Quinoa Salad with Black Beans
I am currently in South America – Buenos Aires to be more precise. So far, I am pleasantly surprised. The people are warm and inviting; the food has been amazing; our hotel is surrounded by small shops, markets and trendy restaurants. More details on my trip, the food and everything else that goes along with the travel experience to follow in a later post. The point of this post is to discuss cooking with the ancient “grain” quinoa, from South America, and it just so happens I am in South America. There…I have made the connection. On we go.
I discovered quinoa (pronounced Keen – wah) a few years back while looking for a vegetarian filling for stuffed peppers that was more nutritious than rice. For most, quinoa is known as a type of grain, not entirely true though. If you want to get techinical, quinoa is actually a seed; it is referred to as a grain because of its cooking characteristics.
Quinoa has a very delicate flavor and a lovely texture. People have said it is similar to couscous – I disagree. The texture is soft, yet there is slight bite from the spiral tail of the quinoa. Spiral tail? Yes, as quinoa cooks the outer germ around each grain twists to form a white spiral tail. This tail is what gives it a pleasant bite or crunch. The texture combination is why I love quinoa – it is heartier, more nourishing than other grains. And thanks to its recent exposure in cooking magazines and shows, you can easily find quinoa at most supermarkets and at natural foods stores.
Quinoa is high in fiber, calcium and iron, low in fat and is very easy to digest. Compared to other grains, quinoa is the highest in complete protein which makes it an ideal ingredient for vegetarians. Quinoa is so nutritious in fact, that it was used to sustain Incan armies who would march for several days on a simple mixture of quinoa and fat, or “war balls” as they called them. As I stated previously, quinoa is an ancient grain; records show that quinoa has been cultivated in the South American Andes since around 3000 BC. Quinoa has only been grown outside of South America for a relatively short period of time. In the US, most quinoa comes out of Colorado.
So, how do you cook this stuff? I cook my quinoa in a saucepan, a 2:1 ratio of liquid to quinoa. For the liquid, I usually substitute stock for water as the grains absorb so much of the flavor. Rinse your quinoa before cooking to remove any leftover residue. I bring my stock up to a boil, add the quinoa and reduce the heat to the lowest setting and cover. I usually let it sit for about 10-15 minutes until the liquid is absorbed. Then I fluff with a fork and set aside. Don’t worry too much if there is a bit of excess water on the grains – it tends to evaporate as it sits. If you feel compelled, you can always drain in a wire strainer. I suggest reading the instructions on your box as each variety of quinoa cooks differently. Trial and error works best when cooking quinoa.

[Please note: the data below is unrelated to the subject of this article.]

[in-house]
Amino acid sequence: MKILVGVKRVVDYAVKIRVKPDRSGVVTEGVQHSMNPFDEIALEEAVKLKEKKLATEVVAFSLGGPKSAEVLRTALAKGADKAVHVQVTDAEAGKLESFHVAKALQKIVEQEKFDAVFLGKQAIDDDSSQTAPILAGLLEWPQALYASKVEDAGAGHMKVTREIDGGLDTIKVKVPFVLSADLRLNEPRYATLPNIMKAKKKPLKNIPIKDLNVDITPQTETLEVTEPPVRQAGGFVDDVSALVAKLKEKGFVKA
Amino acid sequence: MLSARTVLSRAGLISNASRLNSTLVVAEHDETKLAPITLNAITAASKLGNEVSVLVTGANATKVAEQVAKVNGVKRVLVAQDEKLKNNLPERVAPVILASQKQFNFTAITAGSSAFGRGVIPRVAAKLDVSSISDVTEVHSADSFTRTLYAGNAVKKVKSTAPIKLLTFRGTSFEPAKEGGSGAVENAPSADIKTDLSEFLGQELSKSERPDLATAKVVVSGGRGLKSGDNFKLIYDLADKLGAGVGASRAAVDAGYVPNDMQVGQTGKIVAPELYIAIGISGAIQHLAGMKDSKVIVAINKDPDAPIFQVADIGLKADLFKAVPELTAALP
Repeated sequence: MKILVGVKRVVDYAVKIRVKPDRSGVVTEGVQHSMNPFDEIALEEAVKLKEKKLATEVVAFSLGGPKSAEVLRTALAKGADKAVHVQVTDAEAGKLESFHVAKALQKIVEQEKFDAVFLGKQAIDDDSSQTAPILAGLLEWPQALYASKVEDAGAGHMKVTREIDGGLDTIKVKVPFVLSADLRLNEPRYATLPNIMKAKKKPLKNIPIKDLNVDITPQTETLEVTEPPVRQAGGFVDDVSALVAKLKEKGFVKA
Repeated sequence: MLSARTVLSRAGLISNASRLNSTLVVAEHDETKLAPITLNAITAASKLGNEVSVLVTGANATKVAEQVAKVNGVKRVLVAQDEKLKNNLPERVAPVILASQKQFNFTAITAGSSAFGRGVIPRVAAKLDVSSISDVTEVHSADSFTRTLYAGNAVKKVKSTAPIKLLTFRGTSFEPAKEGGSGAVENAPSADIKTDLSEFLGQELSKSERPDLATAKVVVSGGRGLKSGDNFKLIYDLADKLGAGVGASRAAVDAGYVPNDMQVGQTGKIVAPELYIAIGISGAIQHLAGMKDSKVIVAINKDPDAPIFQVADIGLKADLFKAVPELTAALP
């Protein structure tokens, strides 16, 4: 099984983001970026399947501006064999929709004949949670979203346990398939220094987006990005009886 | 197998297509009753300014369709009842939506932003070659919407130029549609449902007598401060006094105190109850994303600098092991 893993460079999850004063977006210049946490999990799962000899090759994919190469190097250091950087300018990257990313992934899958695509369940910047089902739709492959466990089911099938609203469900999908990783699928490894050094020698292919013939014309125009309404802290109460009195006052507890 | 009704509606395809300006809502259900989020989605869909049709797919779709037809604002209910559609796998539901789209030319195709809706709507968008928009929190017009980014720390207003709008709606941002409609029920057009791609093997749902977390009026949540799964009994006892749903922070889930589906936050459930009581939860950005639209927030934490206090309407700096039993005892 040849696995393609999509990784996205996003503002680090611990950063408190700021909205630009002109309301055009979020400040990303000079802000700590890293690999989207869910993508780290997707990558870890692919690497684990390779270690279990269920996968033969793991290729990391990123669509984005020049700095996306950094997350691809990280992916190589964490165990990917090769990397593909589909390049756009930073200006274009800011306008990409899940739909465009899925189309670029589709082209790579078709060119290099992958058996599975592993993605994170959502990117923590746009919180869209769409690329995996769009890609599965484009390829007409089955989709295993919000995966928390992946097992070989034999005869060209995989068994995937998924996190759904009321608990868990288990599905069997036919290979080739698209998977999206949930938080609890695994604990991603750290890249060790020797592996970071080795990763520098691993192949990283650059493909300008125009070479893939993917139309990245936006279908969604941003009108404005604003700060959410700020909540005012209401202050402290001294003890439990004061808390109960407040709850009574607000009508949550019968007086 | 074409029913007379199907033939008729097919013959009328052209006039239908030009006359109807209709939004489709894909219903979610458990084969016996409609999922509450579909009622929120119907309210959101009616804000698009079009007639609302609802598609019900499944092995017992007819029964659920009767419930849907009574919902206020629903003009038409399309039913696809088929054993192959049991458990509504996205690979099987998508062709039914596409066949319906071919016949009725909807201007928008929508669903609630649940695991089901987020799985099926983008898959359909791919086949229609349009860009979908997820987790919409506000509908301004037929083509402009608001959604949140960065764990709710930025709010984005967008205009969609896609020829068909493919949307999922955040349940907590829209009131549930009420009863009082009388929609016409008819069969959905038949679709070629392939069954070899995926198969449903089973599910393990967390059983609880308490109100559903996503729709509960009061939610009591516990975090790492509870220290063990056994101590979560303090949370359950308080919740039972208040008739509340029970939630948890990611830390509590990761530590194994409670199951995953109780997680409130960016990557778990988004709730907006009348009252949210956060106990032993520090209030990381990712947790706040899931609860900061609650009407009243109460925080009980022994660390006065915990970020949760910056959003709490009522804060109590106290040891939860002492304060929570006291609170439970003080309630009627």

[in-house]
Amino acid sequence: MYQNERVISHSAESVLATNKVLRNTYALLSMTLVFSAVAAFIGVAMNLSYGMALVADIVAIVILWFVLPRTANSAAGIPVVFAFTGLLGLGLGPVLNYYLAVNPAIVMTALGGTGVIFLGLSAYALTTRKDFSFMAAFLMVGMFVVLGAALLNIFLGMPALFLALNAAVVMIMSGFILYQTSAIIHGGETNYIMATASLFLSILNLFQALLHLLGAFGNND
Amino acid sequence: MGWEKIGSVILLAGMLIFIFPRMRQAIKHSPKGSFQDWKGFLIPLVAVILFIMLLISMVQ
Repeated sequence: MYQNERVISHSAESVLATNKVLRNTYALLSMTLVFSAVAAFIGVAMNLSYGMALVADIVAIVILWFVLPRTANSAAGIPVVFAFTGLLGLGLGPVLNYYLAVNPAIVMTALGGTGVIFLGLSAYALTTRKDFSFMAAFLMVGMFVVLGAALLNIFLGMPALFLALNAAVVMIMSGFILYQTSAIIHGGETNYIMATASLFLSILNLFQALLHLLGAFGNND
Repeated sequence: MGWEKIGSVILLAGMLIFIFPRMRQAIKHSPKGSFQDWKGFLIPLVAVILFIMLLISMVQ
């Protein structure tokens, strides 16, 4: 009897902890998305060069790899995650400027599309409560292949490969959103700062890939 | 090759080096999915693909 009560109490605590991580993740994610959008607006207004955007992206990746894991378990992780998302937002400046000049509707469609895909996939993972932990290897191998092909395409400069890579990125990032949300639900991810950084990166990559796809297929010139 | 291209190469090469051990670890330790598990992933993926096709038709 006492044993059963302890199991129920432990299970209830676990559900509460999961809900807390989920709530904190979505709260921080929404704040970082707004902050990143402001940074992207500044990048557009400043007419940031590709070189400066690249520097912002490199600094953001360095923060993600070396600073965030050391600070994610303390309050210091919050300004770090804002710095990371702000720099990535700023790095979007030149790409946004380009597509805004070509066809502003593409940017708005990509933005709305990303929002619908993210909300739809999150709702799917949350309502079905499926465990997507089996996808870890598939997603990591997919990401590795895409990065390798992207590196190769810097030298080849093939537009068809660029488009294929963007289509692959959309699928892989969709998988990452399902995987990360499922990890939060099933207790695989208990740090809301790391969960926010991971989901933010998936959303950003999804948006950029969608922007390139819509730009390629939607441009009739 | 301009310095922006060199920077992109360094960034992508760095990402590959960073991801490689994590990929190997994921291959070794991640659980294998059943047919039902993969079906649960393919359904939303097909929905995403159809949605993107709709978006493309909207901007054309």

Quinoa can be used in hot and cold salads and casseroles, or you can add quinoa to soups and stews for more substance. This recipe is adapted from a recipe I found on Epicurious – Quinoa with Black Beans and Cilantro. I used roasted red peppers and ancho chili powder for an even richer, smokier “southwest” flavor. The fresh cilantro adds a bright flavor to the recipe, you notice it immediately – it screams “fresh”.
Quinoa Salad with Black Beans
Yield: 4-6 servings
- 1 tablespoon canola oil
- 1 1/2 cups chopped yellow onions
- 1 jar of roasted red peppers, drained and chopped (about 1 cup)
- 1 1/2 cups cooked quinoa, drained
- 3 teaspoons ancho chili powder
- 1 teaspoon ground cumin
- 1 teaspoon salt
- 1 15-ounce can black beans, rinsed, drained
- 1/2 cup chopped fresh cilantro, divided
- Feta cheese, cut into small cubes
1.) Prepare your quinoa to the package directions. Rinse before cooking. Once cooked, drain and set aside to cool.
2.) Heat oil in a saucepan over medium-high heat. Add onions and sauté until they begin to soften, about 5 minutes.
3.) Stir in the roasted red peppers, ancho chili powder and cumin and salt.
4.) Remove the mixture from heat, place in a large bowl and let stand to cool.
5.) Once your onion mixture is cool, add the black beans, ¼ cup of the cilantro and quinoa.
6.) Just prior to serving sprinkle in the remaining ¼ cup of cilantro and feta cheese. This dish is served at room temperature. Taste again, season with salt and pepper as needed.